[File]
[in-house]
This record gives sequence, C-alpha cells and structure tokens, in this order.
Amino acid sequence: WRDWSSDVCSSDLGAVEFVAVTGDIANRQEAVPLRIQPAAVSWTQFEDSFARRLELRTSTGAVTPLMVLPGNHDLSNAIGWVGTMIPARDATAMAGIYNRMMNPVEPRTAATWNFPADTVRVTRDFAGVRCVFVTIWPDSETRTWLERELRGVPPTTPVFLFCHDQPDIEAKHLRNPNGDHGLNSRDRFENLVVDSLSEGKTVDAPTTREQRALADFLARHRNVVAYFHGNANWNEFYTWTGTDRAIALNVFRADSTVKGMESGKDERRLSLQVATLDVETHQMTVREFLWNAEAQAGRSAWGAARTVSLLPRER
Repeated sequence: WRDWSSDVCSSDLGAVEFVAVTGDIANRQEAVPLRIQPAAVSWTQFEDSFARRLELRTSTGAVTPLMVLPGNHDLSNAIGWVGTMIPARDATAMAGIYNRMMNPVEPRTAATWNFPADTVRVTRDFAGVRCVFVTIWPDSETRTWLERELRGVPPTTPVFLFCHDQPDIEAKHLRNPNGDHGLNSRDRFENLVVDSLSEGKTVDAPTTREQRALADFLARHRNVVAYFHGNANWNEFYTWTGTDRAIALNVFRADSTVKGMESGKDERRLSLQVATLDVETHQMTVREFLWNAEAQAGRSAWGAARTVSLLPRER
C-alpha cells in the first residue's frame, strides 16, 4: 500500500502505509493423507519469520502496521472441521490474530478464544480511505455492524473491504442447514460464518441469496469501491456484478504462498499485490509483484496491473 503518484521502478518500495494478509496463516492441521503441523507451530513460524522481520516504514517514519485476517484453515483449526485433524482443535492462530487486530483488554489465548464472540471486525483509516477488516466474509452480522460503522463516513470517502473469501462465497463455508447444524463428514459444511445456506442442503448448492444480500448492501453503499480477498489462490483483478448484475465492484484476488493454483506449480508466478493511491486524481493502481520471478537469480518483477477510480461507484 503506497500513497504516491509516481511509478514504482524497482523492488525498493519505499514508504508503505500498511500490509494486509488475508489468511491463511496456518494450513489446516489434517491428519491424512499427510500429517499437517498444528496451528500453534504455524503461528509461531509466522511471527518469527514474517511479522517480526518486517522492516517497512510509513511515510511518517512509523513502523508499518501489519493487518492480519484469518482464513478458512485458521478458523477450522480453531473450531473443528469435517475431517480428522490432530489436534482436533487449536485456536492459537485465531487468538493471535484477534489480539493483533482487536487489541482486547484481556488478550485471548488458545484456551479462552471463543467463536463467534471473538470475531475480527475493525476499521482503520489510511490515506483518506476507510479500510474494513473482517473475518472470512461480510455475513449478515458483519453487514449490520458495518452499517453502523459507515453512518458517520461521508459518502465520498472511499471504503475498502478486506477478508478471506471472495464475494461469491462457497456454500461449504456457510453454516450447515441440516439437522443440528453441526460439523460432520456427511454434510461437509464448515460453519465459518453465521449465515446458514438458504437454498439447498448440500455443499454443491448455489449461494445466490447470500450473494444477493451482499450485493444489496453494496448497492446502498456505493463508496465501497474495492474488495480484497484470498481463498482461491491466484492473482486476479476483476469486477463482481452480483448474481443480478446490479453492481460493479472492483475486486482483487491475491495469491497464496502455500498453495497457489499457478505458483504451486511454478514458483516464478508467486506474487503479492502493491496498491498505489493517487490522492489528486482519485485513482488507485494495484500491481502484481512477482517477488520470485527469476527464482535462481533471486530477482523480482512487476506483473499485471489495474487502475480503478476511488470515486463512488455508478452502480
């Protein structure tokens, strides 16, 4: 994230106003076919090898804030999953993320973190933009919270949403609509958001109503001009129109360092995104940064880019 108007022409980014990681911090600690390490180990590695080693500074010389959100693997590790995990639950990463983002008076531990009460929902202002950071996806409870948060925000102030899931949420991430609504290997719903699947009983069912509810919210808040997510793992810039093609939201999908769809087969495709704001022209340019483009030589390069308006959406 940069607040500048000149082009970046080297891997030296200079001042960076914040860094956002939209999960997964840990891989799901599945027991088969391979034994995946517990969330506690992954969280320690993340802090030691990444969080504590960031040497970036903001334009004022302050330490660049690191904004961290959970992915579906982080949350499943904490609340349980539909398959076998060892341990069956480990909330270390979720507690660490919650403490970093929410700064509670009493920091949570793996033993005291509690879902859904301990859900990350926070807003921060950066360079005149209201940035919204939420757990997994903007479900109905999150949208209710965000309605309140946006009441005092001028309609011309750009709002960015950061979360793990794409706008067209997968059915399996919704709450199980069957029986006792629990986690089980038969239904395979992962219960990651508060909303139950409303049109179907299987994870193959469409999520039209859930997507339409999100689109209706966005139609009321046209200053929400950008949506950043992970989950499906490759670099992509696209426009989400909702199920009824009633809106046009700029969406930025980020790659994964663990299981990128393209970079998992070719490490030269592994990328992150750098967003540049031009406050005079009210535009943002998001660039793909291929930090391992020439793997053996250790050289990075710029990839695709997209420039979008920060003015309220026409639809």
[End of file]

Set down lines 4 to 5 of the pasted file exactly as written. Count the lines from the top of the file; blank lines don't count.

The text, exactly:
Repeated sequence: WRDWSSDVCSSDLGAVEFVAVTGDIANRQEAVPLRIQPAAVSWTQFEDSFARRLELRTSTGAVTPLMVLPGNHDLSNAIGWVGTMIPARDATAMAGIYNRMMNPVEPRTAATWNFPADTVRVTRDFAGVRCVFVTIWPDSETRTWLERELRGVPPTTPVFLFCHDQPDIEAKHLRNPNGDHGLNSRDRFENLVVDSLSEGKTVDAPTTREQRALADFLARHRNVVAYFHGNANWNEFYTWTGTDRAIALNVFRADSTVKGMESGKDERRLSLQVATLDVETHQMTVREFLWNAEAQAGRSAWGAARTVSLLPRER
C-alpha cells in the first residue's frame, strides 16, 4: 500500500502505509493423507519469520502496521472441521490474530478464544480511505455492524473491504442447514460464518441469496469501491456484478504462498499485490509483484496491473 503518484521502478518500495494478509496463516492441521503441523507451530513460524522481520516504514517514519485476517484453515483449526485433524482443535492462530487486530483488554489465548464472540471486525483509516477488516466474509452480522460503522463516513470517502473469501462465497463455508447444524463428514459444511445456506442442503448448492444480500448492501453503499480477498489462490483483478448484475465492484484476488493454483506449480508466478493511491486524481493502481520471478537469480518483477477510480461507484 503506497500513497504516491509516481511509478514504482524497482523492488525498493519505499514508504508503505500498511500490509494486509488475508489468511491463511496456518494450513489446516489434517491428519491424512499427510500429517499437517498444528496451528500453534504455524503461528509461531509466522511471527518469527514474517511479522517480526518486517522492516517497512510509513511515510511518517512509523513502523508499518501489519493487518492480519484469518482464513478458512485458521478458523477450522480453531473450531473443528469435517475431517480428522490432530489436534482436533487449536485456536492459537485465531487468538493471535484477534489480539493483533482487536487489541482486547484481556488478550485471548488458545484456551479462552471463543467463536463467534471473538470475531475480527475493525476499521482503520489510511490515506483518506476507510479500510474494513473482517473475518472470512461480510455475513449478515458483519453487514449490520458495518452499517453502523459507515453512518458517520461521508459518502465520498472511499471504503475498502478486506477478508478471506471472495464475494461469491462457497456454500461449504456457510453454516450447515441440516439437522443440528453441526460439523460432520456427511454434510461437509464448515460453519465459518453465521449465515446458514438458504437454498439447498448440500455443499454443491448455489449461494445466490447470500450473494444477493451482499450485493444489496453494496448497492446502498456505493463508496465501497474495492474488495480484497484470498481463498482461491491466484492473482486476479476483476469486477463482481452480483448474481443480478446490479453492481460493479472492483475486486482483487491475491495469491497464496502455500498453495497457489499457478505458483504451486511454478514458483516464478508467486506474487503479492502493491496498491498505489493517487490522492489528486482519485485513482488507485494495484500491481502484481512477482517477488520470485527469476527464482535462481533471486530477482523480482512487476506483473499485471489495474487502475480503478476511488470515486463512488455508478452502480